Did remote patient monitoring provide safety benefits during the pandemic? Findings from a Viewpoint article recently published in the Journal of the American Medical Association (JAMA) indicate this was indeed the case.
Masimo’s SafetyNet remote patient monitoring solution, the SET pulse oximetry, and Radius PPG were the telehealth devices used in the study.
Authors of the JAMA research article concluded that through recent technological advances in remote monitoring, a patient’s physiological needs can now more often be the primary factor in determining the level of monitoring they receive, rather than their physical location.
The authors note the Masimo SafetyNet remote patient monitoring solutions helped keep valuable hospital beds free for higher-acuity patients and improve patient safety while doing so.
The authors said “A recent cost-utility analysis estimated that daily assessment and three-week follow-up of at-home pulse oximetry monitoring was projected to be potentially associated with a mortality rate of six per 1000 patients with COVID-19, compared with 26 per 1000 without at-home monitoring. Based on a hypothetical cohort of 3,100 patients, the study projected that remote monitoring could potentially be associated with 87% fewer hospitalizations, 77% fewer deaths, reduced per-patient costs of $11,472 over standard care, and gains of 0.013 quality-adjusted life-years.”
In another study of 33 severe COVID-19 patients discharged home, telemonitoring was found not only to be “safe, user friendly, cost-effective,” but to reduce hospitalization by a mean of 6.5 days for patients requiring home oxygen.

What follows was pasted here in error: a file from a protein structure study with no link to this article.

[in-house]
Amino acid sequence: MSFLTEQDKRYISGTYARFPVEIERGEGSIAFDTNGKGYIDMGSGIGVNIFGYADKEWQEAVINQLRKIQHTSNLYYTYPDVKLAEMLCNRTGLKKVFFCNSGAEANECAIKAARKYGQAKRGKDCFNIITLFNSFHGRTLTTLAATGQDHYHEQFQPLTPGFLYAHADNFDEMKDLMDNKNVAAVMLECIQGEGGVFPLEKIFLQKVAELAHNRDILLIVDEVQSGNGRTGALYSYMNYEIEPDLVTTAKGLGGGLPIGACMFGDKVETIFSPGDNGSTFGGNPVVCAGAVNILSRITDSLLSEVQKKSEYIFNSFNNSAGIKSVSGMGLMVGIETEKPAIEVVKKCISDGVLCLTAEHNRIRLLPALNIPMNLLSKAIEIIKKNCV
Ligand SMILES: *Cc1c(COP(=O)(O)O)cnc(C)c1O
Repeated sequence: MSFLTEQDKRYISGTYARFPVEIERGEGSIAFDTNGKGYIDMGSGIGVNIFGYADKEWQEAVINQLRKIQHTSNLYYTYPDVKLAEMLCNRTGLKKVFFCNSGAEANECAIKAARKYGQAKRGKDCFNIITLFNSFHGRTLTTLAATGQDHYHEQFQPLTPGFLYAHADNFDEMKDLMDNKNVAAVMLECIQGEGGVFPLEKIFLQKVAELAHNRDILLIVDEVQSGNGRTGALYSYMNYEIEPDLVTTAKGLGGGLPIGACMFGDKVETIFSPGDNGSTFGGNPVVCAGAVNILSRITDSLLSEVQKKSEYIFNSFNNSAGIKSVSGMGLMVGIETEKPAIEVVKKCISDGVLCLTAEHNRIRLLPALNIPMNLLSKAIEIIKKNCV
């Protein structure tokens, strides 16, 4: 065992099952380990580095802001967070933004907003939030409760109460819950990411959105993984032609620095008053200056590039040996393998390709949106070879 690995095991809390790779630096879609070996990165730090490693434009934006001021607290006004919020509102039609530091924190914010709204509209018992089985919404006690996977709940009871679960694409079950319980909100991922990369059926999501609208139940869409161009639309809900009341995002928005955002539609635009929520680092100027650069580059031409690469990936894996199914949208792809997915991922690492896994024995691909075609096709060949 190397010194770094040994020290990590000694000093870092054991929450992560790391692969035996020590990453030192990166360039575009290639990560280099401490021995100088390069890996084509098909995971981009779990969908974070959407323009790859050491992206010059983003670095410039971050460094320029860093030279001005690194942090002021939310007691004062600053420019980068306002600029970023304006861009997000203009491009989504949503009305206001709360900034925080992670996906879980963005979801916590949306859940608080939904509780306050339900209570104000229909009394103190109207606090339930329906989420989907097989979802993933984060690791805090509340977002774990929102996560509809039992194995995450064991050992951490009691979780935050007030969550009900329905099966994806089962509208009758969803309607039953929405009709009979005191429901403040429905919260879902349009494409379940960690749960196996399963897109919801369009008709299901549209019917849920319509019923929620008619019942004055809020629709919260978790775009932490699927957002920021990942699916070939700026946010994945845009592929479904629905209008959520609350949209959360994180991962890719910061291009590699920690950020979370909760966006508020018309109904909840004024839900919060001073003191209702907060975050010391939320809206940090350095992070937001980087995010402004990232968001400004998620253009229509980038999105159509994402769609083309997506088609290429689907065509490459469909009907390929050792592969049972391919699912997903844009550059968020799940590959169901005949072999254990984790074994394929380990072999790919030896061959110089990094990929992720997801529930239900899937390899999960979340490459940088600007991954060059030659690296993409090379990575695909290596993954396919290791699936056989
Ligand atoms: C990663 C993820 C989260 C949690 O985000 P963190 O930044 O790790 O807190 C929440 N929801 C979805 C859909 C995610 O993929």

Dr. Peter Pronovost, Chief Quality and CTO at UH and Clinical Professor of Anesthesiology and Perioperative Medicine at Case Western Reserve School of Medicine and researcher for the study, spoke about the promise of telemonitoring.
“Home monitoring and hospital-at-home models offer the potential to transform care and potentially allow a substantial proportion of hospitalized patients to safely receive care from home,” said
Remote Patient Monitoring Is Moving the Needle
Remote patient monitoring and telehealth markets are set to explode in the coming years.
A Sept. 2021 report from AllTheResearch valued the global remote patient monitoring market at $975 million in 2020, with a compound annual growth rate of 18.9% to reach an expected value of about $3.2 billion by 2027.
Since the early days of the pandemic, analysts and those who have been following telehealth technologies closely, have said telemonitoring devices were going to be a prevalent part of healthcare long after the pandemic subsides. In June of 2021, MD+DI published a piece that looked at how telehealth would look once the pandemic ended.
There have also been some rather solid deals in the telehealth space. A few months after 23andMe went public via a Special Purpose Acquisition Corporation merger, the Sunnyvale, CA-based consumer genetics company signed an agreement to acquire Lemonaid Health for $400 million. Lemonaid Health has developed a telemedicine and prescription drug delivery system.
Companies are flocking to embrace the concept of telemonitoring. Late last year, Lucid Diagnostics launched its EsoGuard Telemedicine Program in partnership with UpScriptHealth, a direct-to-consumer telemedicine company.
Through the partnership with UpScriptHealth, in the cities where there are test centers, patients can now access a Lucid-branded web-based telemedicine platform to request video evaluation of their condition by an independent UpScriptHealth-managed telemedicine physician. If clinically indicated, the patient would be referred to a local Lucid Test Center or other clinical facility offering rapid, office-based testing to detect esophageal precancers using Lucid’s EsoGuard DNA Esophageal Test.
During the beginning of the COVID-19 outbreak, MD+DI published a gallery detailing multiple telemedicine and remote patient monitoring solutions that would play a major role going forward.